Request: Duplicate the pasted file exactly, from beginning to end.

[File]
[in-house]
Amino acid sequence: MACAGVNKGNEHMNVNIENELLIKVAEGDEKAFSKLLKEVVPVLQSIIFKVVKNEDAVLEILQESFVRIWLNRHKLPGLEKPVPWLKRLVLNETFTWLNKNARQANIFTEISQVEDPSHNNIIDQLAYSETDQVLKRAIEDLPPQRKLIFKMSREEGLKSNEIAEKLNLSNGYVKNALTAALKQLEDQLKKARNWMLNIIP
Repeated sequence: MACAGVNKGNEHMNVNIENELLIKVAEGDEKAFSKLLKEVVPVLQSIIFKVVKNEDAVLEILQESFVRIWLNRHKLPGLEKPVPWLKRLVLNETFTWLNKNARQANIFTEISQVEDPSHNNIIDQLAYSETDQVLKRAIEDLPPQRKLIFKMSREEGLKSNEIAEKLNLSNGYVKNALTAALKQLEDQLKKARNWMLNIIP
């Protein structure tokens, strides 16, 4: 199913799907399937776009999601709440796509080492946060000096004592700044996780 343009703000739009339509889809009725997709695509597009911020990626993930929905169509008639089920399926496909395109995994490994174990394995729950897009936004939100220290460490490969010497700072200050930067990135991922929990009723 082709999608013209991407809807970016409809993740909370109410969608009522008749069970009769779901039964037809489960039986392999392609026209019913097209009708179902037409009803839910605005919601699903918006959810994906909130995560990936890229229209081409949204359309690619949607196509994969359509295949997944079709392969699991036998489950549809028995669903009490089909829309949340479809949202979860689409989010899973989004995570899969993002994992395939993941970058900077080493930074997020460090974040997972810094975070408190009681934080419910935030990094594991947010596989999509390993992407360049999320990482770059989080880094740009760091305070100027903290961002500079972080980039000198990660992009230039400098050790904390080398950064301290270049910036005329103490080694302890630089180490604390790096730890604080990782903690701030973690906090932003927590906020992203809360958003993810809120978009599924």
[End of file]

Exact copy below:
[in-house]
Amino acid sequence: MACAGVNKGNEHMNVNIENELLIKVAEGDEKAFSKLLKEVVPVLQSIIFKVVKNEDAVLEILQESFVRIWLNRHKLPGLEKPVPWLKRLVLNETFTWLNKNARQANIFTEISQVEDPSHNNIIDQLAYSETDQVLKRAIEDLPPQRKLIFKMSREEGLKSNEIAEKLNLSNGYVKNALTAALKQLEDQLKKARNWMLNIIP
Repeated sequence: MACAGVNKGNEHMNVNIENELLIKVAEGDEKAFSKLLKEVVPVLQSIIFKVVKNEDAVLEILQESFVRIWLNRHKLPGLEKPVPWLKRLVLNETFTWLNKNARQANIFTEISQVEDPSHNNIIDQLAYSETDQVLKRAIEDLPPQRKLIFKMSREEGLKSNEIAEKLNLSNGYVKNALTAALKQLEDQLKKARNWMLNIIP
């Protein structure tokens, strides 16, 4: 199913799907399937776009999601709440796509080492946060000096004592700044996780 343009703000739009339509889809009725997709695509597009911020990626993930929905169509008639089920399926496909395109995994490994174990394995729950897009936004939100220290460490490969010497700072200050930067990135991922929990009723 082709999608013209991407809807970016409809993740909370109410969608009522008749069970009769779901039964037809489960039986392999392609026209019913097209009708179902037409009803839910605005919601699903918006959810994906909130995560990936890229229209081409949204359309690619949607196509994969359509295949997944079709392969699991036998489950549809028995669903009490089909829309949340479809949202979860689409989010899973989004995570899969993002994992395939993941970058900077080493930074997020460090974040997972810094975070408190009681934080419910935030990094594991947010596989999509390993992407360049999320990482770059989080880094740009760091305070100027903290961002500079972080980039000198990660992009230039400098050790904390080398950064301290270049910036005329103490080694302890630089180490604390790096730890604080990782903690701030973690906090932003927590906020992203809360958003993810809120978009599924």